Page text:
Each year the biggest and the best in the business descend on the Yorkshire town of Harrogate to talk about all things crime fiction. From comic crime capers to serial killer thrillers all aspects of the genre are represented and we are delighted to be a part of this year’s festival.

We have bestselling authors Karen Rose and Joseph Finder flying in from the US, and UK writers Bateman and Imogen Robertson lined up for a number of workshops, panel events and all-important hosting duties at the murder mystery dinner.

To find out more about our authors at Harrogate check out their events below:

Joseph Finder
Thursday 22nd July, time 9.00-12.00pm: Creative Writing Workshop
Friday 23rd July, 10:30am to 11:30am: Chair of event 'A Scotsman, and Englishman, an Irishman and a Welshman walk into a bar…'
Saturday 25th July, 5.00pm to 6.00pm, panellist in 'Britannia Rules The Page' event

Colin Bateman
Friday 23rd July, 10:30am to 11:30am: panellist in 'A Scotsman, and Englishman, an Irishman and a Welshman walk into a bar…'
Saturday 24th July, 6.15pm to 8.00pm: host of a table at the ‘Murder Mystery Dinner’

Karen Rose
Saturday 24th July, 2.00pm to 3.00pm: panellist in ‘How Dark is Your Noir?’

Imogen Robertson
Saturday 24th July, 6.15pm to 8.00pm: host of a table at the ‘Murder Mystery Dinner’
And if you haven't booked your ticket yet, check out the Harrogate website.

Friday, 26 March 2010

Headline Bloggers Party and Crime quiz!

Headline Publicity hosted their first ever bloggers party on Wednesday 24th March, with authors Sean Cregan, Paul Magrs, Carole Matthews, Jonathan L Howard, Alex Bell and Dan Wells.

We had thirty of the most influential online reviewers attending from the crime, chick lit, literary fiction, ya, sci fi and horror genres. Our ‘fiendish’ quiz was won by visiting US author Dan Wells, who took a break from his hectic tour to lead the winning team of Kasi Collins and bloggers Liz de Jager, Jo Stapley, Rhys Jones and Sammee Hicks.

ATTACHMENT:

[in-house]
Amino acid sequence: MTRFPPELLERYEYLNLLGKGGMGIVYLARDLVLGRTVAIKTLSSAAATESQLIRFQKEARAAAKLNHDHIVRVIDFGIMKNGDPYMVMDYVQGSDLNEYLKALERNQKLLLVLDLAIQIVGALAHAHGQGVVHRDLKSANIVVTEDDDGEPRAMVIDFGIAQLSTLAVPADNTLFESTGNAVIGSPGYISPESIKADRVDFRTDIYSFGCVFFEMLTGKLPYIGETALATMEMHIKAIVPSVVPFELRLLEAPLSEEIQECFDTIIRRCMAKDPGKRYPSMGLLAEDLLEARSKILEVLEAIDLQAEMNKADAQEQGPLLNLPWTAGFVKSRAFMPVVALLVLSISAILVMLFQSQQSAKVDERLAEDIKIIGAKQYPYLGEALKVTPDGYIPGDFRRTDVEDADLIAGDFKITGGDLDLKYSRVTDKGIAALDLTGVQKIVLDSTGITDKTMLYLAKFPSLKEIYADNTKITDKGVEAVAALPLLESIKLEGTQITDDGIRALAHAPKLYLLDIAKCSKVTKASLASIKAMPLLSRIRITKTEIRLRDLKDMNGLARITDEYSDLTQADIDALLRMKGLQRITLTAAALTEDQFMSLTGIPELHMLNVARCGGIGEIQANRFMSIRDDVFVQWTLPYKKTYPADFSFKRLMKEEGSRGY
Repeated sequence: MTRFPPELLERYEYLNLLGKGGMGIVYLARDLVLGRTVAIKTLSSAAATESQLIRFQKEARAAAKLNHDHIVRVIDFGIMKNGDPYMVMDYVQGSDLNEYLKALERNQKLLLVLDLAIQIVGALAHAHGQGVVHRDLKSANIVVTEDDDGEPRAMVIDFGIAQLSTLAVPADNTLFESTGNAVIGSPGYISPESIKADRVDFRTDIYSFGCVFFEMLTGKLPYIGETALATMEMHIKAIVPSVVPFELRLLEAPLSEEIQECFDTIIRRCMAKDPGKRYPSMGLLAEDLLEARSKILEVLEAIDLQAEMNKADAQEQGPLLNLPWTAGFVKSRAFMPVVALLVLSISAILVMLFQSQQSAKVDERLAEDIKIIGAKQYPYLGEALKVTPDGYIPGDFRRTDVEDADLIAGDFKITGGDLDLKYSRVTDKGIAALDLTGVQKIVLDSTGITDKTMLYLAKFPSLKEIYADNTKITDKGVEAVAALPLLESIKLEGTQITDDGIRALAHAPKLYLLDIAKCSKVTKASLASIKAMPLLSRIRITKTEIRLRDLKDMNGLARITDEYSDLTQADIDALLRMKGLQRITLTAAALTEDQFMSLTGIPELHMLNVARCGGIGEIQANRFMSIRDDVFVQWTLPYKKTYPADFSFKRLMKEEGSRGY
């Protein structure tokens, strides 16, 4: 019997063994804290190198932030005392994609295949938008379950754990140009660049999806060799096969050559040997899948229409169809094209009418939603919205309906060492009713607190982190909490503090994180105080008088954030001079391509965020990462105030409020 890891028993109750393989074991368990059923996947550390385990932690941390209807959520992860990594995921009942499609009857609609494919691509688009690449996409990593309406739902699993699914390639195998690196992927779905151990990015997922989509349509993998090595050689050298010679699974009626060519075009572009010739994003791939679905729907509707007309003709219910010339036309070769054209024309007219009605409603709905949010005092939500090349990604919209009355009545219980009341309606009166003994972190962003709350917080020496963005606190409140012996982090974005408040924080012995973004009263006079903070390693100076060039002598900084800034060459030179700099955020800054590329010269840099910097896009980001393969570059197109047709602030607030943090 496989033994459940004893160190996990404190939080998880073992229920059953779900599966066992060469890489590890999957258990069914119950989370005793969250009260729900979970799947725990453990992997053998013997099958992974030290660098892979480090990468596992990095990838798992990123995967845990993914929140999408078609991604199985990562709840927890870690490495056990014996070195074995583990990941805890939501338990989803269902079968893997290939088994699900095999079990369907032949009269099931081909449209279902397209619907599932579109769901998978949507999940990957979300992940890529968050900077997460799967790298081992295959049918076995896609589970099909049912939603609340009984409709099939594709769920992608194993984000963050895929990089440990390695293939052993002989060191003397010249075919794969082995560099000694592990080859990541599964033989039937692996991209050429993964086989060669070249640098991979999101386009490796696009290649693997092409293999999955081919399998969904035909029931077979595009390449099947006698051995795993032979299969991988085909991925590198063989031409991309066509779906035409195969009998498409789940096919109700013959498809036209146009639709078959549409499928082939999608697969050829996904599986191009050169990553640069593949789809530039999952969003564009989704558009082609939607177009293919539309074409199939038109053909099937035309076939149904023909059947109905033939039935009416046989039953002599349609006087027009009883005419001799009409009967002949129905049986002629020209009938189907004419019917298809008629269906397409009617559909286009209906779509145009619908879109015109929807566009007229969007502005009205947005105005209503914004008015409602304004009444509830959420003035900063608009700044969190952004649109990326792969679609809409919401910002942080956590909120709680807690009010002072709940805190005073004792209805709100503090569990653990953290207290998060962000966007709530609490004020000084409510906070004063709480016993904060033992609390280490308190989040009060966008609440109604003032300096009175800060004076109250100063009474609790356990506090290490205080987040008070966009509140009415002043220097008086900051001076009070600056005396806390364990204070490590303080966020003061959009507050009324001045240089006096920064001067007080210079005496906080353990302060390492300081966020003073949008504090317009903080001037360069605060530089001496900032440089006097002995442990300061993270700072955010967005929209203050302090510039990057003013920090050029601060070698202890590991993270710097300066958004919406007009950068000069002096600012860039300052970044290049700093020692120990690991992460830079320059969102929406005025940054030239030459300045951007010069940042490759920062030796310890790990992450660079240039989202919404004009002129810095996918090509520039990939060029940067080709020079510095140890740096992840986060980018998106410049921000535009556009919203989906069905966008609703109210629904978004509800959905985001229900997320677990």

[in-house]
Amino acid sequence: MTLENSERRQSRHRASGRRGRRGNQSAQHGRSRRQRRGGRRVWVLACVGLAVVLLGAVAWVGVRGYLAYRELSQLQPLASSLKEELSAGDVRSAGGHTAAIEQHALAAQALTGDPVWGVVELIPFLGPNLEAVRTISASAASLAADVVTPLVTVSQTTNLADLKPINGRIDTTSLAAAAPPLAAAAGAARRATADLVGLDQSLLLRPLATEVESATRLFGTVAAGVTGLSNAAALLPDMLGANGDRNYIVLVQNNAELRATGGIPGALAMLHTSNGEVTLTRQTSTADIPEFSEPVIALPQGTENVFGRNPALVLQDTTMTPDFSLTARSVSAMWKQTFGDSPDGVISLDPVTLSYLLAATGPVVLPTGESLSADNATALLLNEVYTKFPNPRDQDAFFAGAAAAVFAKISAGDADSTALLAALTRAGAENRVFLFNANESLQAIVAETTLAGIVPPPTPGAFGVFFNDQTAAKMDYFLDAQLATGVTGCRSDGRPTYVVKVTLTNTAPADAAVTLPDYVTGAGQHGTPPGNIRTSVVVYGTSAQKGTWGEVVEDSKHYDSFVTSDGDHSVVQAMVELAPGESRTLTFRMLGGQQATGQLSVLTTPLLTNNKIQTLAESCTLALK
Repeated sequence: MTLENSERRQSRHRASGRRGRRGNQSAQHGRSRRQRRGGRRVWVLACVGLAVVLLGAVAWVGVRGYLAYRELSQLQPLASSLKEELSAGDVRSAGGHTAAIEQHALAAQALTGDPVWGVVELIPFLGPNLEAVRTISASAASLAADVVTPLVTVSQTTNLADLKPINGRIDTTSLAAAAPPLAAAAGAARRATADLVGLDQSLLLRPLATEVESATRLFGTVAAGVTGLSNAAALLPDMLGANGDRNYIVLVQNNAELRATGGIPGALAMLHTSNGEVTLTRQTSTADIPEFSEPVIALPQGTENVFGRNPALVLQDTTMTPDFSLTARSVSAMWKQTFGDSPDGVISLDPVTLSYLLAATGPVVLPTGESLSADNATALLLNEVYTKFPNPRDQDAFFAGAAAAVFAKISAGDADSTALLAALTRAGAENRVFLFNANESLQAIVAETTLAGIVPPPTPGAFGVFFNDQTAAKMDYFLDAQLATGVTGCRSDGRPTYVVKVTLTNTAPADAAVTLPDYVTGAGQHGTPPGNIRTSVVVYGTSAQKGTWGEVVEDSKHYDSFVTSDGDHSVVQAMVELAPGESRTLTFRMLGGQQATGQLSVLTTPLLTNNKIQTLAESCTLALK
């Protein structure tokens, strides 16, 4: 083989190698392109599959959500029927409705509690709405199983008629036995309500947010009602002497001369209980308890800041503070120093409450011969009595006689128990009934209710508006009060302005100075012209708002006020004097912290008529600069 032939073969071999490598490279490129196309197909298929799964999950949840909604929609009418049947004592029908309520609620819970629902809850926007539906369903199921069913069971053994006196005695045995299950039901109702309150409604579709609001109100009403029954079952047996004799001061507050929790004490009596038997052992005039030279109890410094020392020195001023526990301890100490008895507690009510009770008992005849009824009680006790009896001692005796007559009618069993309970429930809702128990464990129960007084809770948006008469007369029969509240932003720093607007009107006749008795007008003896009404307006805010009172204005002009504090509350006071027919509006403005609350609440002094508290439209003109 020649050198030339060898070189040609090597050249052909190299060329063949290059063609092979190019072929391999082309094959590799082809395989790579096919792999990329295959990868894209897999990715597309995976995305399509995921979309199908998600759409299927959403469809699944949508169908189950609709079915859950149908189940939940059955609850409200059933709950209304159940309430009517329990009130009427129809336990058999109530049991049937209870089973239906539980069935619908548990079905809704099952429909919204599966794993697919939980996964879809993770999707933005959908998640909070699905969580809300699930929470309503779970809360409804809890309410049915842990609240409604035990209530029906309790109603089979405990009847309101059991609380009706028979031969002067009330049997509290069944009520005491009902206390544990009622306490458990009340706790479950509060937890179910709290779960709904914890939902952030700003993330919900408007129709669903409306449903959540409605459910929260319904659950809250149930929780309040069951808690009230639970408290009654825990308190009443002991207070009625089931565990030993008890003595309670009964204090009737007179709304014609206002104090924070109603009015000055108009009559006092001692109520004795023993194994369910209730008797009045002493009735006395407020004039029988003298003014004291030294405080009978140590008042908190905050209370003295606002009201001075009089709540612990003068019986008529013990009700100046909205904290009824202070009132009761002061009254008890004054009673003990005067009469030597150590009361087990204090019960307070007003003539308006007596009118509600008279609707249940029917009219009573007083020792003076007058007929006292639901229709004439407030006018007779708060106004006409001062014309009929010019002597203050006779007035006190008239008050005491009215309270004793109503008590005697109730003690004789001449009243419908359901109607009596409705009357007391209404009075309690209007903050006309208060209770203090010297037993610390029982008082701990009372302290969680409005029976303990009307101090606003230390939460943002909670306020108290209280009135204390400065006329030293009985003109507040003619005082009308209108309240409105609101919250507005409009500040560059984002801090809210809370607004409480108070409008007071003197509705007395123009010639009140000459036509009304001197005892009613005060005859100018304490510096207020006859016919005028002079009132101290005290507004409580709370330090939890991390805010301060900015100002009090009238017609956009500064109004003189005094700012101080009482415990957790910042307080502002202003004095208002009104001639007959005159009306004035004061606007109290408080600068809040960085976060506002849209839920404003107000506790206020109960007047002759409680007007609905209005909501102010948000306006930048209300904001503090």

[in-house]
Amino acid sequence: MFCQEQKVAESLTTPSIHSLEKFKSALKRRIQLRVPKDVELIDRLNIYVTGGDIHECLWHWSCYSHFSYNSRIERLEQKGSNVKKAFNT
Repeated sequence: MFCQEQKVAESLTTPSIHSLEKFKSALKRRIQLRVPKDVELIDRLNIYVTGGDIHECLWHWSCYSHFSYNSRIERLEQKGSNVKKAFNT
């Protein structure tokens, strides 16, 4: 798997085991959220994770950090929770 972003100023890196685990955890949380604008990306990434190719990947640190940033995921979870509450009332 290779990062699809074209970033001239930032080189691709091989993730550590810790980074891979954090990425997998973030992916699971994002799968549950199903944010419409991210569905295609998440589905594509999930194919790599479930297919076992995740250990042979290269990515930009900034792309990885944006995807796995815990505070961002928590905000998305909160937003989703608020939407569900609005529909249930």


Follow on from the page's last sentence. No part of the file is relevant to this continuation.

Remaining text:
Check out a photo of the winning team below:

For all you crime lovers, check out an extended version of our quiz crime round below! Post your answers in the comments!

1) Who played Inspector Hercule Poirot in the 1978 film adaptation of Agatha Christie’s Death on the Nile?
2) Which bestselling novel by Martina Cole has recently been adapted for the stage?
3) Who played the role of Lisbeth Salander in the film adaptation of The Girl With the Dragon Tattoo?
4) Which crime novelist previously worked for both M15 and M16 during the 1950s and 1960s?
5) Which female crime writer won the 2010 CWA Cartier Diamond Dagger award?
6) Which popular fiction writer won the CWA Gold Dagger Award in 1996 with his novel Popcorn which satirises the film industry?
7) Which fictional street address is home to Arthur Conan Doyle’s Sherlock Holmes?
8) Nicci French is the pen name of which husband and wife writing team?

Tuesday, 16 March 2010

Bateman shortlisted for Last Laugh Award

Headline crime star Colin Bateman has been shortlisted for the Crimefest Last Laugh Award for his brilliant novel The Day of the Jack Russell.

The prize, which will be awarded at the Crimefest Gala Dinner on 22nd May, is awarded to the best humorous crime novel first published in the British Isles in 2009. To read more about the award click here.
Bateman has long been the crime writer’s writer of choice. Check out this endorsement from none other than Ian Rankin:
“I’ve been a fan of Colin Bateman ever since his first crime novel, and he just seems to get better and better. Not only are his books laugh-out-loud funny, but they are also guides to the changing face of Northern Ireland and Belfast in particular… In reading him, you’ll be transported to a place you’ll then want to visit for real”

Headline have three authors appearing at Crimefest: crime writing duo Michael Stanley (otherwise known as Michael Sears and Stanley Trollip) and thriller writer Matt Lynn. To find out more about Crimefest do check out their website.

Monday, 15 March 2010

From Cornwall with love... A peek inside the life of a writer

Check out this brilliant insight into the life of a writer from Anna Shevchenko who has just returned from a week of writing at the seaside. We are publishing the paperback of her debut novel Bequest this July. There have been some fantastic reviews for the hardback:

“AK Shevchenko’s arresting thriller is a timely window on Russia’s centuries-old suppression of the Ukrainian national spirit.”
Daily Telegraph

“… any reader who loves their thrillers tinged with a bit of sophistication, will find that Bequest glistens with as much gleam as a 24 carat nugget. I adore the inventiveness of the prose and the ingenuity of its author…I both welcome this new and exciting author to the literary stage, and eagerly await her second helping”
Robaroundbooks blog